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This has been a “speedy” Bear Market. Measured through the first 22 days of all bear markets in post-war history, the contemporary bear market declined by almost 6.5 times more than all the others! In 2020, the market dropped 32% in 22 days versus an average of just -5.1% for the previous 13 bear markets. See Paulsen’s Perspective “Recession By Proclamation!” posted on March 23rd.
 

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We didn’t see the coronavirus coming and, like millions or perhaps billions of others, underestimated its likely economic impact when it began to spread. But stock market risks were high well before the virus hit.

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The U.S. economy is in free-fall, perhaps headed for its deepest recession of the post-war era. Typically, recessions are necessary to correct overindulgences that build up during an expansion—for example, restoring liquidity, improving savings, purging bad debt, and realigning exorbitant risks. In the economic recovery that just ended, however, there were very few excesses or problems that needed to be addressed. 

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While the bull didn’t live to see his 11th birthday, this month did mark the anniversary of another historic event: Twenty years ago this week saw the peak bubble-era close in the S&P 500 of 1,527.46. 

 

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At its recent low on March 23rd, the S&P 500 had fallen much faster and by much more than any bear market in post-war history during its first 23 trading days. Indeed, it was off by about -34%, more than six times greater than any bear market post-1945. 
 

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U.S. recessions are normally caused by private sector vulnerabilities. During an expansion, private players eventually get out over their skis, overdo risky behaviors, and expose themselves.

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As deep as the losses in the DJIA and S&P 500 have been, most professional investors recognize that those averages have masked the extent of the damage suffered by most stocks.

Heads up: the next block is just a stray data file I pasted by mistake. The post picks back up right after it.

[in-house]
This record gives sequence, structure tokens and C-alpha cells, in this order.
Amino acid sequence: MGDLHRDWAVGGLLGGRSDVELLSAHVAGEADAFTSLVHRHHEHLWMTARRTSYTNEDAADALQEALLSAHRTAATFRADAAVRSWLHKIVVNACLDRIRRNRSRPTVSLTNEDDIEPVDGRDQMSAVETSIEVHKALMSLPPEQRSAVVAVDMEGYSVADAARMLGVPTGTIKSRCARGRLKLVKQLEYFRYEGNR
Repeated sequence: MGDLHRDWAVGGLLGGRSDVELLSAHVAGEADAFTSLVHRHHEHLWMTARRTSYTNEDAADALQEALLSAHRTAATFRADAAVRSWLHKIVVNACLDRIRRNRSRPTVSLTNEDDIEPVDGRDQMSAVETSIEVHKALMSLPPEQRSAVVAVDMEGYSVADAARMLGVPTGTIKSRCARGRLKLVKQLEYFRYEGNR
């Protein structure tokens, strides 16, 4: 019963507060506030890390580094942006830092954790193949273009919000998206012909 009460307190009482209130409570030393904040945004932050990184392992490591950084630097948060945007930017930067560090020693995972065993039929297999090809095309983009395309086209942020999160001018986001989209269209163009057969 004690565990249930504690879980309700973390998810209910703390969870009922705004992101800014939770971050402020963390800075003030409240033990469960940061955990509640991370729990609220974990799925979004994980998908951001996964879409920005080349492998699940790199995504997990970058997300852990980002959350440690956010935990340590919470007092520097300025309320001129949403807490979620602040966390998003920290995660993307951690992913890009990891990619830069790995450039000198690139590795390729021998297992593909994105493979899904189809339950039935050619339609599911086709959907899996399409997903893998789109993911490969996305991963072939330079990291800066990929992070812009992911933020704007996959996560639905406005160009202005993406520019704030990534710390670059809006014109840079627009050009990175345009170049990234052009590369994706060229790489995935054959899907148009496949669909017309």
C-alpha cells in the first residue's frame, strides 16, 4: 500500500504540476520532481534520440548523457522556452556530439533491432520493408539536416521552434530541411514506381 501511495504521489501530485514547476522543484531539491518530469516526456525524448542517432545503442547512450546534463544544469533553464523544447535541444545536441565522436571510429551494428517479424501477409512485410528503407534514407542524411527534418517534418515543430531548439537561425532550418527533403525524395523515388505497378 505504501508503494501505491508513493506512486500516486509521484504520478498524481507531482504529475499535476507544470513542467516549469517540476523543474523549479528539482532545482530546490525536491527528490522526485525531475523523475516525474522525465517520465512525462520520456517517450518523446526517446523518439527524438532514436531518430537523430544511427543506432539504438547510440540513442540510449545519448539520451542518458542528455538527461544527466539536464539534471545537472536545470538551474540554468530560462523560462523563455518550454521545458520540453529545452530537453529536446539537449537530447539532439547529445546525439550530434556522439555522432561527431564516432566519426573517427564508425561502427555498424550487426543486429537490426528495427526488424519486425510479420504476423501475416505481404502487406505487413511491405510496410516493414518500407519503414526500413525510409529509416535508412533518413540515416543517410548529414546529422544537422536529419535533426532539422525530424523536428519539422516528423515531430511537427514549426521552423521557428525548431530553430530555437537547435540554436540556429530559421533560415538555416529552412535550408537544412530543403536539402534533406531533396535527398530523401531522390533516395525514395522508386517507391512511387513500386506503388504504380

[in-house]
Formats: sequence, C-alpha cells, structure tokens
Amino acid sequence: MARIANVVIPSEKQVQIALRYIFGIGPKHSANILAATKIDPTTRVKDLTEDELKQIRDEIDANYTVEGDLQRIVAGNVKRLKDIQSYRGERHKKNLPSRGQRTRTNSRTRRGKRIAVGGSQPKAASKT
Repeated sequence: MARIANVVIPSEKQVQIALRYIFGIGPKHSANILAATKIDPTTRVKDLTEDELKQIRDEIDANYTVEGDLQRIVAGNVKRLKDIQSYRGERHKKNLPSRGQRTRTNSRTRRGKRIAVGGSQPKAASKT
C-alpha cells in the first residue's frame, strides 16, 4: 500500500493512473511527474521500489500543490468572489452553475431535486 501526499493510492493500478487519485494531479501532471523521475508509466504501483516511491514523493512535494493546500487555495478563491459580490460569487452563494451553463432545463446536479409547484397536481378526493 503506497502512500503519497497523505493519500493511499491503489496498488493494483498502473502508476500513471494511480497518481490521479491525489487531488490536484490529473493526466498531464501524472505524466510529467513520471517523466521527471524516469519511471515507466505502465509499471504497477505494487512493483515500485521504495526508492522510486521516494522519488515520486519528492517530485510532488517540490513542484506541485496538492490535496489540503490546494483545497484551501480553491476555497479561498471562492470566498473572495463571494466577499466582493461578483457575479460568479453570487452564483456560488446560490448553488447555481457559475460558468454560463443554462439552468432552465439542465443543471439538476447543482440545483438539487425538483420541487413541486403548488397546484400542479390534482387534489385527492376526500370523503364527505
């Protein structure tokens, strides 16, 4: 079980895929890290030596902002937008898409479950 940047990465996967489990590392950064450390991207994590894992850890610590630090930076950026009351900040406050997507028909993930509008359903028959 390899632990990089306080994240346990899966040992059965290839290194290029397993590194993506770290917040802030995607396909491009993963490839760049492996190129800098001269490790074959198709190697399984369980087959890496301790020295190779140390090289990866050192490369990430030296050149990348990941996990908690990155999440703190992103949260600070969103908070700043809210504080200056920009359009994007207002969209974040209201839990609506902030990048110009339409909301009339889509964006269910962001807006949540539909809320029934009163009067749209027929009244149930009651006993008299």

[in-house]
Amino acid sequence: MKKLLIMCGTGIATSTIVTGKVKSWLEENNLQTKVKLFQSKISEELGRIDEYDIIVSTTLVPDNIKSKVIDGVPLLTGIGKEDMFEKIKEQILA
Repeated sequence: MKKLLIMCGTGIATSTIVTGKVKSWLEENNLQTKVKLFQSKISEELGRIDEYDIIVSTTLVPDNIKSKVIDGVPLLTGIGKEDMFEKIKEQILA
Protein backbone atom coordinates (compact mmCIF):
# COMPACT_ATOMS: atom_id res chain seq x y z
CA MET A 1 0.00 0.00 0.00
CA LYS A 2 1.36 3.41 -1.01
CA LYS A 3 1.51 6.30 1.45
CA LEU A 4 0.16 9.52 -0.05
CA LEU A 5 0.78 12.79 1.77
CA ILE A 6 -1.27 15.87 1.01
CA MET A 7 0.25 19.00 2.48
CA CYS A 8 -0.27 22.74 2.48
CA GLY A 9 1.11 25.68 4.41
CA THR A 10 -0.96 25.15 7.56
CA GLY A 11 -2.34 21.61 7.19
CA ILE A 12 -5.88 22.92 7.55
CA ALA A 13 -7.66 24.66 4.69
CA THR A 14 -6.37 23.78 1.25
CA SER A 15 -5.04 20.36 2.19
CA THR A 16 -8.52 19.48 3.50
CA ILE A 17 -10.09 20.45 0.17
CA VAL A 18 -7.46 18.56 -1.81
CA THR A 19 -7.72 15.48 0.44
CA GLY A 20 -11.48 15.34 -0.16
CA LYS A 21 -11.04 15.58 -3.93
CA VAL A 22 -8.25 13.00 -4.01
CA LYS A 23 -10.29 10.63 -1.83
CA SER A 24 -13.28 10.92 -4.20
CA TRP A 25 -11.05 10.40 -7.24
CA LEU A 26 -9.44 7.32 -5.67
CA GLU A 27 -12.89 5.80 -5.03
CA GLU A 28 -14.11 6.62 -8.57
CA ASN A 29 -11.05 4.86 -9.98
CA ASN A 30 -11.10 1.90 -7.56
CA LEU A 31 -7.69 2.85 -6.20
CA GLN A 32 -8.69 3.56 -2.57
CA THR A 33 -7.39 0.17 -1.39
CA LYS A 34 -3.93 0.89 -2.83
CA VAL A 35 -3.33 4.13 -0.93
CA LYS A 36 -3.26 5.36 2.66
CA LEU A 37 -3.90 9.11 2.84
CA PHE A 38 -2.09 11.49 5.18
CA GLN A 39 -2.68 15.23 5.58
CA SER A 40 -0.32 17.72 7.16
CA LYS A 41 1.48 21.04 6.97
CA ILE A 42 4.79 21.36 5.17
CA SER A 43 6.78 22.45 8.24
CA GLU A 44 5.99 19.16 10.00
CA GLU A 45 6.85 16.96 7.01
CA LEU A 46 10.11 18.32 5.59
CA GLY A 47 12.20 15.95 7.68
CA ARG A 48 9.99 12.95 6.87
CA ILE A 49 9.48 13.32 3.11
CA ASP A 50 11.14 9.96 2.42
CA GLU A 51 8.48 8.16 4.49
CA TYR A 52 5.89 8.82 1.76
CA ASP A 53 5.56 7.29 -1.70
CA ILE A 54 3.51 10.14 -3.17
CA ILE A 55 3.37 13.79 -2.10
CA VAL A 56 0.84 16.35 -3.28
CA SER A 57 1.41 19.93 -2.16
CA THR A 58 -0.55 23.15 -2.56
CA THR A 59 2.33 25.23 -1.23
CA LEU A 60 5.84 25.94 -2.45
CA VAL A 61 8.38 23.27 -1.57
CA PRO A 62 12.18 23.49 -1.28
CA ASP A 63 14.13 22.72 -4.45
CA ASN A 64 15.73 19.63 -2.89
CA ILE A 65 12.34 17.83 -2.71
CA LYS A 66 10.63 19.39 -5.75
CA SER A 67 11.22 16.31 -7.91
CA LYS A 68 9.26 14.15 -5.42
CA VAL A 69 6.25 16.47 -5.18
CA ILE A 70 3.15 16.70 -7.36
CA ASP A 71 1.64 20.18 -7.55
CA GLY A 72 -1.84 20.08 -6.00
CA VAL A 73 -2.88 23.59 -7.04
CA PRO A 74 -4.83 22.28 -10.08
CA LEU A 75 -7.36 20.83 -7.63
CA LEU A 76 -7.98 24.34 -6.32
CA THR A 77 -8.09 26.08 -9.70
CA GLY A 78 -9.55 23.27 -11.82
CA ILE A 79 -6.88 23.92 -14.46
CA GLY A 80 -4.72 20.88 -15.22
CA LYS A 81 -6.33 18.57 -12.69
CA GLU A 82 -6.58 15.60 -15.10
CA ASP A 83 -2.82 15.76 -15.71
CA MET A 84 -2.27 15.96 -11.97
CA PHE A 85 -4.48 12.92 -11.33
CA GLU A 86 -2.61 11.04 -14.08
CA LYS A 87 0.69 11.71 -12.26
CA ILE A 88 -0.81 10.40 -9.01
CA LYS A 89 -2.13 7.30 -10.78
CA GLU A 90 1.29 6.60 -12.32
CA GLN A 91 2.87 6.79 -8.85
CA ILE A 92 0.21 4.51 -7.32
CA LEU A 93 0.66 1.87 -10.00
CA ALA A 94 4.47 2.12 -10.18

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While it’s possible that Monday’s S&P 500 low of 2,386 will represent an important trading low, we believe it is too early to expect the market to form a major bear market low.

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Overnight Tuesday, stock market futures hit their 5%-limit down trigger—this has become commonplace in the current crisis. Seemingly, in addition to the coronavirus, the stock market is also worried about rising bond yields, which many believe is occurring because governments around the globe are implementing massive fiscal-stimulus packages and, consequently, are poised to sell huge amounts of sovereign debt securities. 

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The recent market turmoil has only served to exacerbate equity style trends that have been in place for years, with Value, Small Caps, and High Beta all underperforming relative to Growth / Momentum, Large Cap, and Low Volatility, respectively. 

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Read this week's Major Trend. 

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With the markets in freefall, we’ve seen a dramatic spike in interest in our monthly “Estimating the Downside” vignette. We think a mid-month snapshot is in order to give some idea as to how much meat has been taken off the valuation bone.

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A pandemic sweeping across the globe leaving unprecedented human turmoil in its wake, while also abruptly freezing economic activities, has brought the longest bull market in U.S. history to a crashing and swift end. Wow! Unfortunately, investment textbooks offer little advice on the situation and this rapid change of events seems far from over. 

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The collapse of U.S. Treasury yields and the simultaneous end of the bull market has produced a new all-time record for the S&P 500, albeit under less-than-desirable circumstances.

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There are of course many differences between today’s stock market and the 1987 panic. However, in both cases, the economy was at or near full employment and generally healthy going into the crash.

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Read this week's Major Trend.

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Fear fills the financial markets! Although the frightening and unpredictable coronavirus is the headliner, investors are nearly as freaked out by the recent speedy collapse in the 10-year U.S. Treasury bond to a record low yield below 1%! Is the unthinkable, possible? 

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Read this week's Major Trend.

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